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The energetic shadow chancellor is challenging the coalition's missteps at every turn.
Tags: Ed Balls George Osborne
06 April 2011 at 10:01
@ Luddite, the alarm you feel at the emergence of Ed Balls and his obviously economic abilities is almost palpable through the monitor.
NO!! Graice, it's not alarm it's bloody horror, the very thought of Mr Balls anywhere near that little red box fills me with terror. Even now the specter of New Labour haunts this land. At a time of painful austerity. Britain is to be presented with a bill of over £3 billion to bail-out the Portugueses failing economy. A commitment made by the previous Labour chancellor.
'emergence of Ed Balls and his' 'obviously economic abilities'?
Have you being asleep like some modern day rip van winkle. Mr Balls is one of the very architects of this financial crisis in which we find ourselves. Go back to bed!!
I found the report "The Building Schools for the Future Programme: renewing the secondary school estate" Press release at: http://www.nao.org.uk/whats_new/0708-1/0809135.aspx
It hardly supports the idea of billions of pounds being wasted.
"78 per cent of Local Authorities and 86 per cent of companies involved in the Building Schools for the Future (BSF) programme believe that it is leading to more strategic procurement of school infrastructure than previous school building programmes."
"Early evidence shows that Local Education Partnerships can lead to time and cost savings, ..."
Apologies for two comments in the space of one week, especially when the malt whisky has taken effect.
Ed Balls is an opportunist. He was busy talking to Mehdi Hasan about fiscal multipliers but fails to see that its too late for this debate. The UK's debt is too large, the taxes too high, the regulation too onerous and the private sector too small to shift the economy to a growth path.
Will the Bank of England (newly independent under Balls's initiative) help out? No. It failed in the boom, failed in regulating the banks (Balls/Brown fault) and is gambling with inflation in the hope that debt is worked off 'a la Japan'. It's failed again.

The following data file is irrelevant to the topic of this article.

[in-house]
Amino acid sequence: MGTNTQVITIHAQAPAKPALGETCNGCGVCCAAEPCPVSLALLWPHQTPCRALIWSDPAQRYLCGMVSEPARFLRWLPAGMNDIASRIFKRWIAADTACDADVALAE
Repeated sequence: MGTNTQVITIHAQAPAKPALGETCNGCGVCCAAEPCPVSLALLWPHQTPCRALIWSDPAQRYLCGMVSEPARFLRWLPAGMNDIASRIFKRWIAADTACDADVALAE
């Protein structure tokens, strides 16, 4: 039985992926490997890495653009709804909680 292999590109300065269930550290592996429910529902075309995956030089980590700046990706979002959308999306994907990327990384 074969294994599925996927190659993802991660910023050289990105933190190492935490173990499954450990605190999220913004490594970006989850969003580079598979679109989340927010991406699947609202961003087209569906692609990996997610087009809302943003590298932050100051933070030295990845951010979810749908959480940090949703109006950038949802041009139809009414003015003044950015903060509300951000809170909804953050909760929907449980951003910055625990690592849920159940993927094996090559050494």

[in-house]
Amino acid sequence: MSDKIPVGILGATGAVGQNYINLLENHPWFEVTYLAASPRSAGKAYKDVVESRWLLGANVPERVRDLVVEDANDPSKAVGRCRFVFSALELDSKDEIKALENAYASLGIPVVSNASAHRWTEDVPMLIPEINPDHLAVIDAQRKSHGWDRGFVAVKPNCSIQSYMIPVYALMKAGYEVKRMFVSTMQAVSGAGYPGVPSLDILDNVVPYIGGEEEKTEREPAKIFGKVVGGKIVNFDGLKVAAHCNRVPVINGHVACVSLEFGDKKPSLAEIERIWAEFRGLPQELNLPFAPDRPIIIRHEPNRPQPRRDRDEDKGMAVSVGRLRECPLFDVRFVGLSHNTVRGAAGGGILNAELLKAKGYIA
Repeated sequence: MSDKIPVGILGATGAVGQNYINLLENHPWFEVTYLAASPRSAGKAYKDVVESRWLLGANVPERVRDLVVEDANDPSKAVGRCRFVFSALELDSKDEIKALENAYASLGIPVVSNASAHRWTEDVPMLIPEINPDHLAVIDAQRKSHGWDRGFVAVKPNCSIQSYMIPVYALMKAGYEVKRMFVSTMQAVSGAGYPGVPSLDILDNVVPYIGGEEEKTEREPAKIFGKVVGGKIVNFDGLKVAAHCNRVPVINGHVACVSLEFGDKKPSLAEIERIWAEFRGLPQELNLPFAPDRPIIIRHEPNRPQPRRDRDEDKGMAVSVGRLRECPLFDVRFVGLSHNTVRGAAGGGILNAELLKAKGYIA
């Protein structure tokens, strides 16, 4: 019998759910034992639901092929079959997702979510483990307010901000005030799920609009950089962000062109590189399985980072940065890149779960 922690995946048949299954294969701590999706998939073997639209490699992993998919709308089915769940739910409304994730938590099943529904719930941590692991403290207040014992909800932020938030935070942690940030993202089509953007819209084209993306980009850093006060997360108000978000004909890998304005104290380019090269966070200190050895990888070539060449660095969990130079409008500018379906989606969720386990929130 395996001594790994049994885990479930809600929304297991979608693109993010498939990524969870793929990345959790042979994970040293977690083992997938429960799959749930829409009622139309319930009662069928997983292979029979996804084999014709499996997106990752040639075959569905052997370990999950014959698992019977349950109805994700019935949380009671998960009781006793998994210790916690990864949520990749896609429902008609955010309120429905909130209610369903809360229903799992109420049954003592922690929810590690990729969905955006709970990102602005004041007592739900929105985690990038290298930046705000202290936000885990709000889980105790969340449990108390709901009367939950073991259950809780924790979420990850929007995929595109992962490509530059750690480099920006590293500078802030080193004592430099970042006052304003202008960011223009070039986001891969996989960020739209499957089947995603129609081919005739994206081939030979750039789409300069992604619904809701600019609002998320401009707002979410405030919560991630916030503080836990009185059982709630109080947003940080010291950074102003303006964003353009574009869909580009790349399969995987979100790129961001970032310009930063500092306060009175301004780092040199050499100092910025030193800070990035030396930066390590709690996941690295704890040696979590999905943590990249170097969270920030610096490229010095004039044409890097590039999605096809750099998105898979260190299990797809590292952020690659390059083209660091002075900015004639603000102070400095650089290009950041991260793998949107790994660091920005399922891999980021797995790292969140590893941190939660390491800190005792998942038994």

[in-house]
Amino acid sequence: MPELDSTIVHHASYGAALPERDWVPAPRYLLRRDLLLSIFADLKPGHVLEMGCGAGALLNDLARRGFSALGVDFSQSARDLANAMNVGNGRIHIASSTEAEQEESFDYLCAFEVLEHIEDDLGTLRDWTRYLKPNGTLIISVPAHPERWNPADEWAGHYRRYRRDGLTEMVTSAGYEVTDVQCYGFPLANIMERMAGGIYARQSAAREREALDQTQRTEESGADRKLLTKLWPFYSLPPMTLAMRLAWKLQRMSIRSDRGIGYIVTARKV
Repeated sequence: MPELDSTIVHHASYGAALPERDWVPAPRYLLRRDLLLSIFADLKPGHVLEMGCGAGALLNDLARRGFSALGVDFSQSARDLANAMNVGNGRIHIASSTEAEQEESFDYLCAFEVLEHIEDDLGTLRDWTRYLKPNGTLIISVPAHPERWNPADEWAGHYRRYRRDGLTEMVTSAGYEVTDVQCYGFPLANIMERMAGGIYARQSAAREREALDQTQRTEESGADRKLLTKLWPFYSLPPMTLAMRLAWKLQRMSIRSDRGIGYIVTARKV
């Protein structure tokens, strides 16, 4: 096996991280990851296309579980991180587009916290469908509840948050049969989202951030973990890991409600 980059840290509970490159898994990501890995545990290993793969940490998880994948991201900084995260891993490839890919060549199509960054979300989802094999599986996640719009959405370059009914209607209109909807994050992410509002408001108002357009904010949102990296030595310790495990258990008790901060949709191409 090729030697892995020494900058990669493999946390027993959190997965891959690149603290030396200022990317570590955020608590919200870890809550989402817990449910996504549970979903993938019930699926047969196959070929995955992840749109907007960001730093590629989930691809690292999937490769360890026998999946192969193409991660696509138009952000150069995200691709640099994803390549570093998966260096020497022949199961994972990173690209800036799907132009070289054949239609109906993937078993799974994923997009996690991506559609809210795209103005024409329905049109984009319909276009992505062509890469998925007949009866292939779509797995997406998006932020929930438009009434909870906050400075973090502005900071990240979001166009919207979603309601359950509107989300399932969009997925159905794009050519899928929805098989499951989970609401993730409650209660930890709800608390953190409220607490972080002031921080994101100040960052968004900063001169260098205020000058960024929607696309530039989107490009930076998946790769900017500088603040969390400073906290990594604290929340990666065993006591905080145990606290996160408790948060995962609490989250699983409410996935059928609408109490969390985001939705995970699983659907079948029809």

So after Balls' track record of bad regulation, higher income inequality (during a boom), collapse of manufacturing sector, surge in public sector employment and fall in social mobility, the man wants a second chance. No chance.
The Tories have nothing to worry about, except George Osbourne, who sounded too much like Gordon Brown in the last budget. Too many gimmicks and not enough reality.
@ Indu Pendent
"Spending on buildings above a basic minimum does not result in higher education standards.
Peformance Management Systems & less protected employment rights for teachers does raise standards as does competition between schools.
The former wins votes but the latter irritates the unions. It explains Labour's motivation"
The funny thing is you're kind of right in every regard except for it "explaining Labour's motivation".
Infrastructure-building has a certain effect on economic demand. This is an economics blog, you know? Economics? Anyway 9 out of 10 troll points.
You are having a laugh!.... Ed Balls has got NO Tories on the run!
I respect Ed Balls are think he would be the better choice of Leader of the Labour Party!!!!
I want to see more Punch-and-Judy-Politics at PMQs; Ed Balls v Prime Minister David Cameron(Heavyweight campaign Statesman of the World!) It's be like Mike Tyson v Frank Bruno!
David Blanchflower is economics editor of the New Statesman and professor of economics at Dartmouth College, New Hampshire